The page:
The Night of the Hunter (1955)

The Night of the Hunter is the only film that director Charles Laughton has made. He did this for the production company Paul Gregory Productions, a relatively unknown company with only 2 productions to its name. It’s a classic film nowadays, but when it was released in 1955 it was a big flop. This mainly had to do with where the film industry was at the time and how Laughton made his film.

It was a very unstable period for cinema. This was, for example, due to the “Hollywood Blacklist”, which left several writers, directors and actors without work. To understand this, we need to take a look at political America in the 1950s. Communism was just emerging and fear of “the red danger” was prevalent throughout America. The film industry was also aware of this threat, and this list. Anyone who incorporated communist ideas into their films ended up on this list and was ignored by the entire industry.

An additional threat to cinema was the emerging medium of television. The industry’s response to this was the CinemaScope, a new widescreen format that could project a double of the aspect ratio on a screen using anamorphic lenses. As a result, many epic films began to be made (such as “Ben Hur”, “The Ten Commandments”, …) and during this period Laughton distinguished himself with his film.

Laughton did make some bad choices here. “The Night of the Hunter” is a black and white film and at the time, people were trying to move away from that. Also, the aspect ratio is unaffected by the CinemaScope. In addition, it was a film for adults, in which the leading role was partly reserved for children. For these and other reasons, the film flopped big time. But it’s now considered as a classic, because the United States Library of Congress called the film “culturally, historically and aesthetically relevant” in 1992.

What is also very striking about the film is that it is a kind of tribute to the silent film, especially referring to grandmaster Griffith. You will notice this very clearly in the style. Like Griffith, Laughton uses grim, expressionistic black-and-white cinematography and an archaic camera technique, the so-called “iris down” camera. Another clear reference to Griffith is Laughton’s choice to cast Lillian Gish in the role of Mrs. Cooper. This actress was one of Griffith’s protégés during the silent film period.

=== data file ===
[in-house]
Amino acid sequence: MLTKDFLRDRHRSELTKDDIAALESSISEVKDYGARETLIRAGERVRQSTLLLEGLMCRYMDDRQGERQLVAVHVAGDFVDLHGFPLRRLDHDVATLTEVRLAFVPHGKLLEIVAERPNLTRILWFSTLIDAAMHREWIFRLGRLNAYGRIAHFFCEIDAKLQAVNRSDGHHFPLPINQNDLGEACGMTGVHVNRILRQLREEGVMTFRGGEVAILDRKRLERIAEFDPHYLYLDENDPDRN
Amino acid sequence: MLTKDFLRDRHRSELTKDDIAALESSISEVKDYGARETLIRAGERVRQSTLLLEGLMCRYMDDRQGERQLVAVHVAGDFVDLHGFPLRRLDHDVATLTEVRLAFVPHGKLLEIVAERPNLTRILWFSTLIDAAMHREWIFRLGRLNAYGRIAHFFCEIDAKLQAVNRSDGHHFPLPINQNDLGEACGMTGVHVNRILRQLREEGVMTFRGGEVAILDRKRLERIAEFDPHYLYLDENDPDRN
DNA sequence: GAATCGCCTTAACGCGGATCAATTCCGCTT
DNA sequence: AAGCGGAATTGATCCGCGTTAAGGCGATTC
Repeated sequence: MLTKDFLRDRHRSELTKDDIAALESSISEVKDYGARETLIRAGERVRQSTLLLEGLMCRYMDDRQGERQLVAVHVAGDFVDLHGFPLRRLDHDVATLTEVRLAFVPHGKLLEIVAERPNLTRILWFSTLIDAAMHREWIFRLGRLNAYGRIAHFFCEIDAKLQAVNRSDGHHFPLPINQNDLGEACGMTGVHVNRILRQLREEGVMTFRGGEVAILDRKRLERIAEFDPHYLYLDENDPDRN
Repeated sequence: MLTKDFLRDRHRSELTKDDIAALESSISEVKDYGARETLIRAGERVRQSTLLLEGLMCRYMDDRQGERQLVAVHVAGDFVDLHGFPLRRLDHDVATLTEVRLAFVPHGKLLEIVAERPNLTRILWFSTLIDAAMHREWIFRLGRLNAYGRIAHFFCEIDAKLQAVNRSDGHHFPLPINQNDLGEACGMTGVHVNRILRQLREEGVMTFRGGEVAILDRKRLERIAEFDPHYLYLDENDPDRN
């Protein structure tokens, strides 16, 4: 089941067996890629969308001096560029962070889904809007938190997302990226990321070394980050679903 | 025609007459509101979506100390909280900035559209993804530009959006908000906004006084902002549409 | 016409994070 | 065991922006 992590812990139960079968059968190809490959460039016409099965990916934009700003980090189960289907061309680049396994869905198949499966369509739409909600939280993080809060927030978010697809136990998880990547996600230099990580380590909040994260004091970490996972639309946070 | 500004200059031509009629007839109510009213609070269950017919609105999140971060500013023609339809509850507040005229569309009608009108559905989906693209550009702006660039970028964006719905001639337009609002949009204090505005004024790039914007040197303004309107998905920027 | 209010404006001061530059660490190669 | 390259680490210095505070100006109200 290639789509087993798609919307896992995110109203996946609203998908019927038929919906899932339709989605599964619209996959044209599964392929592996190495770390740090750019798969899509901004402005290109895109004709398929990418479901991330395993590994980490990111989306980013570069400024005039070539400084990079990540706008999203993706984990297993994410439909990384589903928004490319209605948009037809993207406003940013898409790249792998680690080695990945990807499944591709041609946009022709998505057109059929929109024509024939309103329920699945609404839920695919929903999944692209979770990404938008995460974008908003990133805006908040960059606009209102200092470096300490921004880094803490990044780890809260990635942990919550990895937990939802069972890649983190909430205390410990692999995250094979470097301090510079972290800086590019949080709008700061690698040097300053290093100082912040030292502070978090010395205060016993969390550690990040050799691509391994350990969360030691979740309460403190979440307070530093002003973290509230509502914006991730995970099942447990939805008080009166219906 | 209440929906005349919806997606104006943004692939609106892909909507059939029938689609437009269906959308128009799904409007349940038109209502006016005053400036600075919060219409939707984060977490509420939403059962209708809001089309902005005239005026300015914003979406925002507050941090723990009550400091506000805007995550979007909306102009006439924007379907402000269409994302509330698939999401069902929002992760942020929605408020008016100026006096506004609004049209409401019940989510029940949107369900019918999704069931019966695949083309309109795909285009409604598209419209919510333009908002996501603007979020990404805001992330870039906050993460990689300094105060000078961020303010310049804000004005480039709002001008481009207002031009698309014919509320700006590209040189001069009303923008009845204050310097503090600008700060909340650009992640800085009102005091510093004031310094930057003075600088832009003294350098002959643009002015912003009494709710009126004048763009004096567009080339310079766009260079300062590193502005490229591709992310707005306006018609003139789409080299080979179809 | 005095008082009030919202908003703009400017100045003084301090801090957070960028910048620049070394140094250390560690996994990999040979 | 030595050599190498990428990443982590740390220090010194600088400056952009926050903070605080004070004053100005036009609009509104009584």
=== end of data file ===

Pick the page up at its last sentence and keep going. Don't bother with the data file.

The plot of “The Night of the Hunter” is based on the novel of the same name by David Grubb, which tells the true story of Harry Powers, hanged in 1932 for the murder of 2 widows and 3 children. In the film we are introduced to preacher Harry Powell, phenomenally played by Robert Mitchum, who seduces and kills people to get money. The criminal Harper has hidden this sum somewhere, and only his children know where the money is. The preacher is so terrifying because of his fundamentalism, distaste for women, puritanical behaviour and murderous psychosis.

The film has an expressionistic character, and there is a lot of symbolism in it. For example, in the beginning, Mrs. Cooper and her children are depicted as if they were speaking directly to the people from heaven. Another aesthetic scene is when the children flee from Powell across the river. This environment is presented very vividly by regularly showing close-ups of animals along the river. The river thus becomes, as it were, a Garden of Eden on the water.

Another element that is also very prominent in the film, in addition to the aesthetic, is fear. You mainly see this in the personification of evil in the figure of the preacher, but also in the camera techniques. Shadows are used a lot, and the way the camera sometimes switches between two shots can give you goosebumps. Like when the camera switches from the old man fishing to the car with the dead body of Willa Harper in the river, for example.

“The Night of the Hunter” left me with mixed feelings. I have read a lot of criticism online and opinions were certainly divided there too. Some thought the film was unworthy of classic status, while others praised it to the sky. Still others couldn’t really form an opinion about it, or drifted somewhere between good and bad. I think this is mainly because the film is so difficult to place and has quite a few illogical plot twists. The film contains an accumulation of elements and no single element seems to dominate. Somebody thinks of it as a horror film, or others a children’s film, for example, or an adult drama, a film noir or even a fairy tale. Christian symbolism is also very prominent. Personally, I think it is mainly a horror film, but on the other hand, it also has something of a fairy tale. This is mainly due to the way Laughton views the world, through children’s eyes.

What many agree on is the unparalleled style of “The Night of the Hunter”. The magnificent images, very beautiful photography, the use of shadows and light and the fairytale settings are breathtakingly beautiful and that is why I think this film is certainly worth its classic status. I have to admit, what many critics also say is that the film diminishes after the first hour. In the first hour it fully realises his potential, but then it collapses a bit. Yet this last, lesser part could not affect my admiration. It is and remains a very good film in my opinion.

Happy watching,

Loes M.

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